The opinion of the court was delivered by: Denise Cote, District Judge:
MEMORANDUM OPINION & ORDER
On August 1, 2012, non-parties the American Booksellers Association (the "ABA") and Barnes & Noble, Inc. (Barnes & Noble") filed a motion for leave to file amici curiae responses to the U.S. Department of Justice's Tunney Act filings. For the following reasons, the motion is granted.
The Government filed this action on April 11, 2012 against defendants Apple, Inc. ("Apple"); Hachette Book Group, Inc. ("Hachette"); HarperCollins Publishers L.L.C. ("HarperCollins"); Verlagsgruppe Georg Von Holtzbrinck GMBH and Holtzbrinck Publishers, LLC d/b/a MacMillan (collectively, "MacMillan"); The Penguin Group, a division of Pearson PLC and Penguin Group (USA), Inc. (collectively, "Penguin"); and Simon & Schuster, Inc. ("Simon & Schuster"). That same day, the Government submitted a proposed Final Judgment as to defendants Hachette, HarperCollins, and Simon & Schuster, as well as a Competitive Impact Statement pursuant to Section 2(b) of the Antitrust Procedures and Penalties Act ("APPA" or "Tunney Act"), 15 U.S.C. §§ 16(b)--(h), which invited public comment on the Proposed Final Judgment. Pursuant to a Scheduling Order of June 25, the Government is to submit any motion with respect to the proposed Final Judgment by August 3. Any submissions in response to the motion by a party to the litigation are to be submitted by August 15, not to exceed five pages, and the Government has until August 22 to file any reply.
The ABA and Barnes & Noble filed six- and twenty-seven--page submissions, respectively, during the public comment period. Those submissions have been provided to and will be considered by the Court. The ABA and Barnes & Noble filed their motion for leave to file amici curiae responses to the U.S. Department of Justice's Tunney Act filings on August 1 (the "Amici Curiae Motion"). The brief in support of the Amici Curiae Motion contains five pages of substantive arguments that do not address the question of whether leave to file amici curiae responses is appropriate, but rather oppose approval of the proposed Final Judgment. On August 3, the Court received a letter from the Government opposing the Amici Curiae Motion.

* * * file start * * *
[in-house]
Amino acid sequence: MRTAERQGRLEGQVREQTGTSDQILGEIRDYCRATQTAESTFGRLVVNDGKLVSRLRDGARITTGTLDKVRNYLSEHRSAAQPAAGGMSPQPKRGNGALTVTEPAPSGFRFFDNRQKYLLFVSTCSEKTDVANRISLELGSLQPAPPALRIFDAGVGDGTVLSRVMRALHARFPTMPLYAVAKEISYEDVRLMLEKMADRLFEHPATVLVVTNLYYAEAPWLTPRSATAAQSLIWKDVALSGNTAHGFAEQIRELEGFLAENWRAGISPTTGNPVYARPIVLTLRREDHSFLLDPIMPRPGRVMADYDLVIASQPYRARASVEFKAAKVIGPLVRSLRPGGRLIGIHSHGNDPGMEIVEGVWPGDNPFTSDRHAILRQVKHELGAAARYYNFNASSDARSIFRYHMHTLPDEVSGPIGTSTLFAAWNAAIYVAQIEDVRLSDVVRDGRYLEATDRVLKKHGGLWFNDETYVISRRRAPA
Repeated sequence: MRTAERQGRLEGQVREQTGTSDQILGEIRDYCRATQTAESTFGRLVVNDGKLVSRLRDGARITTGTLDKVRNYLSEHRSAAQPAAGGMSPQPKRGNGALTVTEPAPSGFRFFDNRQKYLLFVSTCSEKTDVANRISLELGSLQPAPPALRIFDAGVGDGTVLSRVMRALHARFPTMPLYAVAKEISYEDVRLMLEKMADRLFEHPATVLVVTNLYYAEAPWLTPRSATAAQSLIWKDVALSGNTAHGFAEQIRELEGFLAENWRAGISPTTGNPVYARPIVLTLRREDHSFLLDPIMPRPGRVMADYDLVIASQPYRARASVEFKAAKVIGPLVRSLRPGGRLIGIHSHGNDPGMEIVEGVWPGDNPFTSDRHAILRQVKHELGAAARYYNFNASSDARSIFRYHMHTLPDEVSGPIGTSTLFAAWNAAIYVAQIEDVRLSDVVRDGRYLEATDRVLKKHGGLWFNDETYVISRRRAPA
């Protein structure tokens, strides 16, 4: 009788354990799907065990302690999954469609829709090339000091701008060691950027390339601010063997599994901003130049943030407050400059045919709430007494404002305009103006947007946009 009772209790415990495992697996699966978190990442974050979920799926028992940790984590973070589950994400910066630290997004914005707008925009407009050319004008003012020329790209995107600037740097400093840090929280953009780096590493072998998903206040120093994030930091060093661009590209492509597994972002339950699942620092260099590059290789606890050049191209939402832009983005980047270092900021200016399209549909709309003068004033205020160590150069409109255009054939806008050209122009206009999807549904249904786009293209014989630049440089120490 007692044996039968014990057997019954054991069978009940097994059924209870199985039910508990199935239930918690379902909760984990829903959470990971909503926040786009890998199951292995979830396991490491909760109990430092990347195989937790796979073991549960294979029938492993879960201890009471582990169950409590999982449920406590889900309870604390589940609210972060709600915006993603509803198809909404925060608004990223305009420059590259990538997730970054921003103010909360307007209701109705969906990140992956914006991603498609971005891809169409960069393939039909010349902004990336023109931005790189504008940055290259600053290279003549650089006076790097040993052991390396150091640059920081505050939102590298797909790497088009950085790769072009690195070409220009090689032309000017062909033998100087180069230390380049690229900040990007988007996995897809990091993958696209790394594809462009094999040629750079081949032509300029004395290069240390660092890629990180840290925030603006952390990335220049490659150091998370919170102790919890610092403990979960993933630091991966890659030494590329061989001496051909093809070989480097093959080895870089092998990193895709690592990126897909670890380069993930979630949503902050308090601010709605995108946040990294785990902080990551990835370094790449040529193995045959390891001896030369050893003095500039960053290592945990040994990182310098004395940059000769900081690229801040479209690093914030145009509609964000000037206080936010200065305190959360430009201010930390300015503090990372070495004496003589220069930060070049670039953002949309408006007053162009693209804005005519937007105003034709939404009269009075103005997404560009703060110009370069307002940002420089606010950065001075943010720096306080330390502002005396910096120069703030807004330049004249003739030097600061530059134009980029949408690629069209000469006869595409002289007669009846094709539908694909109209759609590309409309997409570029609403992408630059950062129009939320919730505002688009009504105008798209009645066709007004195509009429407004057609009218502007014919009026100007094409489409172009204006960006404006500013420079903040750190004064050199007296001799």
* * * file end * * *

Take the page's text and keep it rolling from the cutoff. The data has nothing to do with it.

Under Section 16(e) of the Tunney Act, the district court must determine in advance whether the entry of an antitrust consent decree is "in the public interest." 15 U.S.C. § 16(e). In making this determination, the Court "may . . . authorize full or limited participation in proceedings before the court by interested persons or agencies, including appearance amicus curiae, intervention as a party pursuant to the Federal Rules of Civil Procedure, . . . or participation in any other manner and extent which serves the public interest as the court may determine appropriate." 15 U.S.C. § 16(f). In exercising its discretion under this provision, "the court must consider whether the intervention will unduly delay or prejudice the adjudication of the original parties' rights." Fed. R. Civ. P. 24.
In accordance with these principles, the August 1 Motion is granted. In light of the existing submissions filed by the ABA and Barnes & Noble during the public comment period and the inclusion of arguments opposing approval of the proposed Final Judgment in their motion papers, however, no further submissions by the ABA and Barnes & Noble will be permitted. The ABA and Barnes & Noble's brief in support of the August 1 Motion will be accepted as these parties' amici curiae response to DOJ's Tunney Act submissions. This restriction is also appropriate given the page limit imposed on responses to any Government motion to be submitted by the parties to the litigation.
The August 1, 2012 motion submitted by the ABA and Barnes & Noble for leave to file amici curiae responses to DoJ's Tunney Act filings is granted. The submission from the ABA and Barnes & Noble in support of the August 1 motion will be accepted as amici curiae response to the DoJ's Tunney Act filings. No additional filings from the ABA and Barnes & Noble shall be permitted.
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